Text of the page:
Opening Bell: 07.29.13

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Merger Is Set To Create World’s No. 1 Ad Company (NYT)
After decades of buying up boutique firms, the advertising conglomerates Omnicom Group and Publicis Groupe finally set their sights on one another. The two announced a merger on Sunday that would create the world’s biggest family of agencies, with a stock market value of $35.1 billion and more than 130,000 employees.

Moelis, Rothschild Take Lead on Omnicom-Publicis Merger (Bloomberg)
For bankers, the merger of Publicis Groupe SA (PUB) and Omnicom Group Inc. (OMC) was notable for what it didn’t involve: the participation of a single large investment bank. Instead, New York-based boutique Moelis & Co. and Rothschild, the storied Paris-based merger adviser, worked with Omnicom and Publicis, respectively, shutting out their bigger competitors. The deal, which will create a globe-spanning advertising company with a market capitalization of more than $30 billion, will also give both firms a significant jump up the league tables for merger advice. ... “The reason we didn’t add more advisers is because we didn’t need them at the end of the day,” Omnicom Chief Executive Officer John Wren said at a press conference in Paris yesterday. “Maurice and I settled many of the issues,” he said, referring to Publicis CEO Maurice Levy.

Federal Reserve 'Doves' Beat 'Hawks' in Economic Prognosticating (WSJ)
The Wall Street Journal examined more than 700 predictions made between 2009 and 2012 in speeches and congressional testimony by 14 Fed policy makers—and scored the predictions on growth, jobs and inflation. The most accurate forecasts overall came from Ms. Yellen, now the Fed's vice chair. She was joined in the high scores by other Fed "doves," policy makers who wanted aggressively easy money policies to confront a weak U.S. economy and low inflation. Collectively, they supported Fed Chairmen Ben Bernanke's strategy to pump money into the U.S. economy. The least accurate forecasts came from central bank "hawks," those who feared Fed policies would trigger rising inflation.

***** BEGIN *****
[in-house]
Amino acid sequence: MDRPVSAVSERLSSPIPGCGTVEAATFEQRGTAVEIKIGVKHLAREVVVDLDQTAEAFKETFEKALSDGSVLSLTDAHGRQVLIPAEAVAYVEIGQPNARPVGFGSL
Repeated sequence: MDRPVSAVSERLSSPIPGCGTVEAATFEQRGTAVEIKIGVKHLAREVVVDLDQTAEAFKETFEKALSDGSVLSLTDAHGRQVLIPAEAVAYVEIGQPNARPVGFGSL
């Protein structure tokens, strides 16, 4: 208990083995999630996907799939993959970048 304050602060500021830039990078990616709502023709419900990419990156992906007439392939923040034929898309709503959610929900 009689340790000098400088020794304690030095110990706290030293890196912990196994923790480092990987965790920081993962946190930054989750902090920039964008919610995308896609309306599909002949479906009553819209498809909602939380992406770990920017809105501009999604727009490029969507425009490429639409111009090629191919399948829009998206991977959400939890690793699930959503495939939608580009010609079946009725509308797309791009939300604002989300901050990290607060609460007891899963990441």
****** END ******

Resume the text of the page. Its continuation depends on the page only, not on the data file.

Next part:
Barclays to give capital plans update on Tuesday (Reuters)
Barclays confirmed it will set out how it plans to meet tougher UK rules on capital on Tuesday, responding to media reports it is considering selling new shares. Barclays said on Monday it had been in talks with Britain's financial regulator and would update the market alongside its half-year results. The bank is expected either to sell bonds that are wiped out if it hits trouble, known as CoCos, or to raise equity or a combination of both.

'Fart Spray,' Deer Repellant Draw Hazmat Team To Camp Wo-Me-To (Fallston Patch)
More than a dozen campers from Camp Wo-Me-To in Jarrettsville were decontaminated and six taken to a local hospital for treatment after deer repellent and fart spray caused them physical irritation. The Harford County Hazardous Materials team was called to the Christian-run camp near Rocks State Park after a 9-1-1 call around 10 p.m. Wednesday, according to a release from Harford County Department of Emergency Services. ... The Hazmat team determined two products—a deer spray and a product labeled "Liquid Ass"—were sprayed in two different cabins on Camp Wo-Me-To grounds, according to the release.

Yield Seekers Get Their Second Wind From Fed (WSJ)